Real Life Bowser Jr Trolls South Korea

The foreign policy of the Koopa Kingdom toward its neighbour has always been unpredictable in timing and method. Although the Koopa Kingdom and the Mushroom Kingdom have engaged and cooperated with each other in friendly international competitions, critics have pointed out that relations between the two nations remained tense. While the Mushroom Kingdom and the Koopa Kingdom enjoyed a brief period of peace, the two countries were technically still at war with each other.

While Bowser Jr has seven older siblings, all of whom have participated in two major military campaigns in 1988 and 2009, it is widely believed that Bowser will name Bowser Jr as his successor, and these attacks are an effort to ease Bowser's transition of power to his favourite son as well as to validate young Bowser Jr's high rank among the Koopa Troop. However, in the event of Bowser's demise, Bowser Jr's grip on power will be weak, and his role in the Koopa Kingdom will be that of a figurehead. Analysts suggest that Kamek, an experienced member of the Magikoopa elite, as well as personal advisor to Bowser, will play the part of regent to Bowser Jr.

While I've substituted the players, and especially rapscallion mischief maker Bowser Jr for real world tyrant Kim Jong-un, the rhetoric is alarmingly fitting for both. When I look at Bowser and Bowser Jr, I'm reminded of Kim Jong-il and Kim Jong-un and the sad conflicted history between the two Koreas. Here's why.

Kim Jong-un, the leader of North Korea, recently promoted Kim Yong-chol, the man believed to have masterminded the sinking of the South Korean Navy warship, named Cheonan, in March 2010. Gamers may remember that the sinking of the Cheonan was the inciting incident of Homefront.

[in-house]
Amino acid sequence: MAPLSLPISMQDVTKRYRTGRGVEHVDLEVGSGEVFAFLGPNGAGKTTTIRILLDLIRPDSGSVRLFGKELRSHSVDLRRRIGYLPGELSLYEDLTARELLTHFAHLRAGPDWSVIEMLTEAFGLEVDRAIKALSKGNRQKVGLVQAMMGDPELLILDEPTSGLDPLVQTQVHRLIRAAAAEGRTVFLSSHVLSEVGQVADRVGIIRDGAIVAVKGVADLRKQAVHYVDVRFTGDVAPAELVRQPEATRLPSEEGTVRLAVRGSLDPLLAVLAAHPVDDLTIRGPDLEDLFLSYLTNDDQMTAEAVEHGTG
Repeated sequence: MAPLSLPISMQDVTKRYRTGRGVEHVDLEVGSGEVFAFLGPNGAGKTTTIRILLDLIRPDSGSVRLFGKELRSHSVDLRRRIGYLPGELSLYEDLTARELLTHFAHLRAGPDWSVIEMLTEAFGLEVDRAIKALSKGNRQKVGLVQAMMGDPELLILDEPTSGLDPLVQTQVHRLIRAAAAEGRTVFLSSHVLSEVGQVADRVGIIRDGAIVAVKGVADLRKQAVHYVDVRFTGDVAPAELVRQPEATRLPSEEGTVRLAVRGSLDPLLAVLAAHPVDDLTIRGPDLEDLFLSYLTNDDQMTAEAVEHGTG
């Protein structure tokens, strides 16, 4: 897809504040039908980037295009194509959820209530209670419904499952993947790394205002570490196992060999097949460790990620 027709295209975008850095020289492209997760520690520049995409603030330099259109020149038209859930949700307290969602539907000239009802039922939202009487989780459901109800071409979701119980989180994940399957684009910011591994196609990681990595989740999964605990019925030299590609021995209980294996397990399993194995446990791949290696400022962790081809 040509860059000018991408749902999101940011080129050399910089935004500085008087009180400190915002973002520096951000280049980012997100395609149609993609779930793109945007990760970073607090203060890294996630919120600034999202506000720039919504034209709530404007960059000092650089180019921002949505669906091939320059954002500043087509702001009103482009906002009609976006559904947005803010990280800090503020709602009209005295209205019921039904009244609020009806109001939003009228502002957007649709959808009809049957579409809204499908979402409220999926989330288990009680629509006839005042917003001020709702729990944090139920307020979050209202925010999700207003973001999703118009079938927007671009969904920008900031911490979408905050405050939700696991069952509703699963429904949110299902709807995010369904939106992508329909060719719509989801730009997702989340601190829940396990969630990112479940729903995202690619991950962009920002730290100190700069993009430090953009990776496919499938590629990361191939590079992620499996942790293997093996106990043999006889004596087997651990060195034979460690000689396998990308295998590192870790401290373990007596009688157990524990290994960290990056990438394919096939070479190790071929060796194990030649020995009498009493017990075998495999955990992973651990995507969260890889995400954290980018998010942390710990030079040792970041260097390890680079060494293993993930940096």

The promotion of Kim Yong-chol is not itself more interesting than any other ridiculous provocation by North Korea. For example, on February 2, North Korea demanded that South Korea submit to an open questionnaire, claiming that this will lead to improved relations between the two countries. One of the nine questions include whether South Korea no longer blames the North for the sinking of the Cheonan. More recently, on Sunday, February 19, the North threatened the South over routine South Korean military exercises on the West Sea. Routine is also the unfortunate way that I have to describe these provocations and threats by the North; when I first came to Korea, I used to take these threats seriously. Now I roll my eyes with annoyance, 'Again?'

Bowser, king of the Koopas, who breathes fire to attack others, and in return, is often destroyed by that same burning element, could not be a more fitting symbol of North Korea's dear dead leader, Kim Jong-il. Kim Jong-il, whose nuclear weapons, which he claimed would lead his country to prosperity, ironically deprived his country of real power. North Korea is one of the most isolated, one of the poorest nations in the world. The legacy of Kim Jong-il to his son, Kim Jong-un, is a country impossible to lead, unable to do anything but to be on full alert, spikes protruding outward.